Video interviews versus audio interviews pro and con: the specifics of science practice in labs and with instruments, materials and specimens

Making use of oral history in history and epistemology of science: examples of historiographic practice employing oral history records

Relations between archival formats (interviews with scientists, scientific records, and personal papers): issues for researchers and for knowledge management professionals

Oral history digitisation, storage and dissemination: metadata, name authorities, text-mining, discovery resources: how can people find what they need?

 

We brought together an exciting group of people who are either creating, contributing or using oral history recordings in the history of science to discuss the ways in which history of science is both further enriched and further complexified by this material.

Professor Soraya de Chadarevian, from University of California at Los Angeles and University of Cambridge, spoke about her very different experiences of interviewing subjects in the course of her research and using the interviews of others. The slippery problem of relying on transcripts of interviews came up here. Another highlight was Elizabeth Haines, who gave us a really useful framework to understand this wide field that is oral history of science — who has commissioned it and effected it, where, when and why, and what kinds of subjects have been addressed. There were sessions with some of the most accomplished oral historians working in this field, including Professor Tilly Tansey, who pioneered Witness Seminars in the history of medicine.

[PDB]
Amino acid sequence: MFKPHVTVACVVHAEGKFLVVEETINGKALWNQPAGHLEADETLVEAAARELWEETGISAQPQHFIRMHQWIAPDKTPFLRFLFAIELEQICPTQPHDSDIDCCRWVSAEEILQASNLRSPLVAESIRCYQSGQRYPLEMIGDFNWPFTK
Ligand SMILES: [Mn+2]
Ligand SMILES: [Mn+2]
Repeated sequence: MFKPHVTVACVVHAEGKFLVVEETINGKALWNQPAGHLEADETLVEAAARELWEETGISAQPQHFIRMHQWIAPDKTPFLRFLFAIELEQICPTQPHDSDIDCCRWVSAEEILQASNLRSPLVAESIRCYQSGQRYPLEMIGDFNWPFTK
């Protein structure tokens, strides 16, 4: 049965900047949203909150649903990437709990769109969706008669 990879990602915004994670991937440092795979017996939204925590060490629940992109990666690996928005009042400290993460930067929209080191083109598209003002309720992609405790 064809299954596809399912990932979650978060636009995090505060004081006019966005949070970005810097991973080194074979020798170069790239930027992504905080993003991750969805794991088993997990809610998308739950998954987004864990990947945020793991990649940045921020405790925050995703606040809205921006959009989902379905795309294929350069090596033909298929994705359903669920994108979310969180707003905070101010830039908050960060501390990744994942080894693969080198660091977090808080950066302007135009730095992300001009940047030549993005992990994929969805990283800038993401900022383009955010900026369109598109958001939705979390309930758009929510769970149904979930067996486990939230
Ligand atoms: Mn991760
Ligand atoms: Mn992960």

The Royal Society’s 350-year history takes so many forms and formats that this was also an occasion to explore oral history’s rapport with other records — written, published, imaged. The Head of the Library, Keith Moore, spoke about the RS’s Personal Information Files on Fellows, and Professors Tom Meade FRS and Malcolm Longair FRS spoke about the intricacies and delicacies of scientists writing about each other, in the Biographical Memoirs of the Royal Society. The grain of the voice was particularly well addressed by Dr Paul Merchant, whose presentation focused on interviewing scientists about their childhoods.

And of course, Museum Lives, and the difficulties of institutional histories, were ably addressed by Principal Investigator Professor Brian Cathcart and interviewer Dr Sue Hawkins of Kingston University.

The Conference was recorded and can be accessed online at Backdoor Broadcasting. You can also download a copy of the programme as a pdf.

 

Museum Lives: An Oral History of the Natural History Museum  (Principal Investigator, Professor Brian Cathcart, Faculty of Arts and Social Sciences, Kingston University: AHRC Knowledge Transfer Fellowship with the Centre for Arts and Humanities Research at the Natural History Museum)

Oral History of British Science (National Life Stories; for the British Library in association with the Science Museum)

A History of the Royal Society in the 20th Century: oral history interview research  (Principal Investigator, Dr Peter Collins, Director, Centre for the History of Science, Royal Society)

Biographical Memoirs of the Royal Society  (Royal Society Publishing, Editor Professor Tom Meade FRS)